The Federal Reserve on Wednesday raised its benchmark interest rate by 0.75 percentage points – the biggest increase since 1994 – in an attempt to reduce today’s record inflation.

While the Fed is expected to keep raising rates for the rest of 2022, the bigger conundrum remains: keep raising rates, which could cause an economic slowdown and recession, or not raise rates and therefore not prevent to control runaway inflation.

Interest rates affect our overall macroeconomic picture, but they also have a tangible effect on our personal finances, including student loans, car loans, mortgages, savings accounts and more.

Below, Select explains in more detail the pros and cons of the Fed’s interest rate hike, and how everyday consumers can take advantage of it.

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Benefits of Fed Rate Hikes

The broader goal of the Fed’s interest rate hike is to slow economic activity, but not too much. When rates rise, which means it becomes more expensive to borrow money, consumers respond by refraining from major purchases and reducing their spending. The idea is that, in the current environment of high inflation, this drop in consumer demand can contribute to bring prices back to “normal”.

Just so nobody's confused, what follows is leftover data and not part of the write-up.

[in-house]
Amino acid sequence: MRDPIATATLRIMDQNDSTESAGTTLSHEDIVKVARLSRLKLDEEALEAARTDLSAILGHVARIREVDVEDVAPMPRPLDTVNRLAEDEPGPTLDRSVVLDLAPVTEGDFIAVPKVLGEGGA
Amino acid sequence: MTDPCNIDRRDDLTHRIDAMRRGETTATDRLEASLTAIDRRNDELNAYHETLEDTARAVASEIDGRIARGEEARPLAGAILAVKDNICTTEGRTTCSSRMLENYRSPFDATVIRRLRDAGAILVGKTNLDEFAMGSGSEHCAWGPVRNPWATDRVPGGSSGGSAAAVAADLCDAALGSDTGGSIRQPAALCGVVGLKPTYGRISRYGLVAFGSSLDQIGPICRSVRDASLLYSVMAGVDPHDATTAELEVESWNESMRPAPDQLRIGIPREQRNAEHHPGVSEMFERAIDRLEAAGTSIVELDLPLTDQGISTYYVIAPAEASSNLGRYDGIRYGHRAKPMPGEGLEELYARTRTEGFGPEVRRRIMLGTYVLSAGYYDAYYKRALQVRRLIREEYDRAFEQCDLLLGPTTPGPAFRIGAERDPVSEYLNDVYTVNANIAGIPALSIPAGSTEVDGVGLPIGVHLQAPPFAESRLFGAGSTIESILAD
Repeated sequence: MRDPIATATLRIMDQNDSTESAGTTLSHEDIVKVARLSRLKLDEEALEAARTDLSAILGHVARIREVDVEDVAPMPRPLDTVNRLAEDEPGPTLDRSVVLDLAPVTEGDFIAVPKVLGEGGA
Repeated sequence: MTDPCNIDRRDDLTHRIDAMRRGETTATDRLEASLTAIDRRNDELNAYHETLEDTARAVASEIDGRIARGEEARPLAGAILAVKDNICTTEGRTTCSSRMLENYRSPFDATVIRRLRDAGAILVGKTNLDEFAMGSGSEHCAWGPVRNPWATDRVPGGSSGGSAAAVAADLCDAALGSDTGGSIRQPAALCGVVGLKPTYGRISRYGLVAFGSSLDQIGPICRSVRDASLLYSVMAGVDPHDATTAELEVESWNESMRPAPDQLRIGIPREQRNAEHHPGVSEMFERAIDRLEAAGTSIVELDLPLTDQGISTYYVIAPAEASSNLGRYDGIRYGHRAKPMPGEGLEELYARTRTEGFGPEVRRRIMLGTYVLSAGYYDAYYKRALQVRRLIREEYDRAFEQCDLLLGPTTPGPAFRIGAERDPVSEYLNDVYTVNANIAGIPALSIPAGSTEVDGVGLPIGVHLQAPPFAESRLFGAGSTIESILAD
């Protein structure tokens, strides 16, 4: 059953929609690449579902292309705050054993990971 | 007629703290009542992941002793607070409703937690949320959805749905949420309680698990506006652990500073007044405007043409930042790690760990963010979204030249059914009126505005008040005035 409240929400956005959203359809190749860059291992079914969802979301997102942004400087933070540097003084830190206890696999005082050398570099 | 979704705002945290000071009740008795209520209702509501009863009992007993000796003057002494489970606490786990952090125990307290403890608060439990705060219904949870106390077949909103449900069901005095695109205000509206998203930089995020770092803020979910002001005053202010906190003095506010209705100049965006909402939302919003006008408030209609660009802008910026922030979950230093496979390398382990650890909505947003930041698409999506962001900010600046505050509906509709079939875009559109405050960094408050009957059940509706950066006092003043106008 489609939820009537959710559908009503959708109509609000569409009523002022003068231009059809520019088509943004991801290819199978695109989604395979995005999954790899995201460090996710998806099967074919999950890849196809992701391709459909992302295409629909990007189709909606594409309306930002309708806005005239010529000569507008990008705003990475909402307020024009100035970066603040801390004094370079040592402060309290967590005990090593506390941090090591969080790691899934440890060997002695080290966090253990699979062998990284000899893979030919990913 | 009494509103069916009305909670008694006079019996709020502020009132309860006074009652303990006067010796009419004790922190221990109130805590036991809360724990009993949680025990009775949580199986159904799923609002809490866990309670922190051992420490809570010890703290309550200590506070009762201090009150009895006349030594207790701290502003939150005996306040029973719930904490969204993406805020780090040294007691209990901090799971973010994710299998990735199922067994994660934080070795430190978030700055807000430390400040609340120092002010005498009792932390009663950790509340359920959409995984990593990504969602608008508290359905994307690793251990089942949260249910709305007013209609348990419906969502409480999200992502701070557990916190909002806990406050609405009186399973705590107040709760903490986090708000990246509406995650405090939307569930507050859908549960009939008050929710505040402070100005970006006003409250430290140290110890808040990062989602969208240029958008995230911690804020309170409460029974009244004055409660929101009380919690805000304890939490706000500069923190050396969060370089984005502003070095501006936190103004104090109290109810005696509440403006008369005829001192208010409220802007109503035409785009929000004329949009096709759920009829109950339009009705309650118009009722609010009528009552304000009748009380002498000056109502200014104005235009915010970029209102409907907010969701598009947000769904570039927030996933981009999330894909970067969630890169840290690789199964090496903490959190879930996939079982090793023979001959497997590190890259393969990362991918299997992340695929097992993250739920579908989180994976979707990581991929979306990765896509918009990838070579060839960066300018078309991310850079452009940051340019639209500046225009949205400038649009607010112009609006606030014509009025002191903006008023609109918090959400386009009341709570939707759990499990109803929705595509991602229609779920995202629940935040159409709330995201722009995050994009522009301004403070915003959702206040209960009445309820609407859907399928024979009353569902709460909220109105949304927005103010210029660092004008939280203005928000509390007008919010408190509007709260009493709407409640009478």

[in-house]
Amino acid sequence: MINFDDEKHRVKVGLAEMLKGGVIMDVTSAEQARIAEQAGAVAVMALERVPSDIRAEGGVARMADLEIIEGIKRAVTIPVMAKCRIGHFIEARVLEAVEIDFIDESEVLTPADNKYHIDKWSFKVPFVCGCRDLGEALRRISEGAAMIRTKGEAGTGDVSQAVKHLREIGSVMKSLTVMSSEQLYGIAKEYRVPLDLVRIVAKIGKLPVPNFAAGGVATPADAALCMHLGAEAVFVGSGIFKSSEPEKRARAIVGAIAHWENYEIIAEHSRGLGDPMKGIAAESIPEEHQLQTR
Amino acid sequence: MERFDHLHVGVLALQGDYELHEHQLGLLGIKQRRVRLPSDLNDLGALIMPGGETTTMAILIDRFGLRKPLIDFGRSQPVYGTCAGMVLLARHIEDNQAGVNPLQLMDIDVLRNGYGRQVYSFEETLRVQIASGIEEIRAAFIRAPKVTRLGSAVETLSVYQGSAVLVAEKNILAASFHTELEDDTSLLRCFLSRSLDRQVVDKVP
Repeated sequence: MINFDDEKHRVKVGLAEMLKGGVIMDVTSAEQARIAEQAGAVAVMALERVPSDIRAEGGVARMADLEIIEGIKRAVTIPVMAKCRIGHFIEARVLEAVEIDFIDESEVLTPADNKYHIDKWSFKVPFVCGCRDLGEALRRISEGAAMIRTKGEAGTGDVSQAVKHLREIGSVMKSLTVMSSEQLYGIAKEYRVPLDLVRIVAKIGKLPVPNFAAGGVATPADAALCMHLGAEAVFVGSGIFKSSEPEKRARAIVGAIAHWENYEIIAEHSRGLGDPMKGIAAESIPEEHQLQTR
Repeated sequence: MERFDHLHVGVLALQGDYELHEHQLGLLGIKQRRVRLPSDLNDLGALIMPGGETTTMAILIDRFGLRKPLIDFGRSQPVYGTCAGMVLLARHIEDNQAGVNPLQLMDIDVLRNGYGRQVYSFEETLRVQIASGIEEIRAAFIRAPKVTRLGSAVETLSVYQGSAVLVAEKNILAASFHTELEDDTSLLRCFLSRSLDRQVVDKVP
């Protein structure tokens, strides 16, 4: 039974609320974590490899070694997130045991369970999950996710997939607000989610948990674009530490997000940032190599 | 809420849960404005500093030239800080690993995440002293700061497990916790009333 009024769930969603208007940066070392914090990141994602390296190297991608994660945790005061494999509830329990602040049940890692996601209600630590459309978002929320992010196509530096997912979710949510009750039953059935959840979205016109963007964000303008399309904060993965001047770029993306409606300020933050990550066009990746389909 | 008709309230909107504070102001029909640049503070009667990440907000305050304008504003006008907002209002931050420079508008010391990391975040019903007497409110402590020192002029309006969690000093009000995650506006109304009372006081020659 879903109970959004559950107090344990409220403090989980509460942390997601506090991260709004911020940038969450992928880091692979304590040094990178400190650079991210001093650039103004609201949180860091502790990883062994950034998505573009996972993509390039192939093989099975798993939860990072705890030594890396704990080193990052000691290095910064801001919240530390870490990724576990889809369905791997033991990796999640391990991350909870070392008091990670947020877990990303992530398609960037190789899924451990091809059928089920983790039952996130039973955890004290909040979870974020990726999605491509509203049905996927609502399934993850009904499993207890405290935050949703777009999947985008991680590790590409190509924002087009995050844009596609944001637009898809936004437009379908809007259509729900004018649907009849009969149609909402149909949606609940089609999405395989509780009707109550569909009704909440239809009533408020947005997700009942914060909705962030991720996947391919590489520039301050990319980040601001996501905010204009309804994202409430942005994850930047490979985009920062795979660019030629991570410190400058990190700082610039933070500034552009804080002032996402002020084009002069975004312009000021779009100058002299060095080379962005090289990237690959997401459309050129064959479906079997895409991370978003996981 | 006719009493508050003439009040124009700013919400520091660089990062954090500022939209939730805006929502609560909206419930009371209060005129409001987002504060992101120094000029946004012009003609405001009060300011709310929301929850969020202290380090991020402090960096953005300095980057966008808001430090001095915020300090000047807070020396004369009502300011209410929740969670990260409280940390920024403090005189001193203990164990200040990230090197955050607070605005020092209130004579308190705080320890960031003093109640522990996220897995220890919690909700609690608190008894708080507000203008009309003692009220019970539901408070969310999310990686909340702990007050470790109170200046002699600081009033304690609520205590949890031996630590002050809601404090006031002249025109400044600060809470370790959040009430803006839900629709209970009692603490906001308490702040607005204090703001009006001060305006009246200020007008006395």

We’ve seen this scenario play out a bit in the housing market before. Over the past six months, average 30-year fixed mortgage rates have gone from 3.22% on January 6 up to 6.28% on June 14. That rate hike caused a noticeable slowdown in mortgage demand, hitting a 22-year low in mortgage applications last week. And with consumers facing higher mortgage rates to pay for a home, home prices are starting to come down. Nearly one in five sellers lowered the price of their home in the four weeks to May 22. according to Redfin.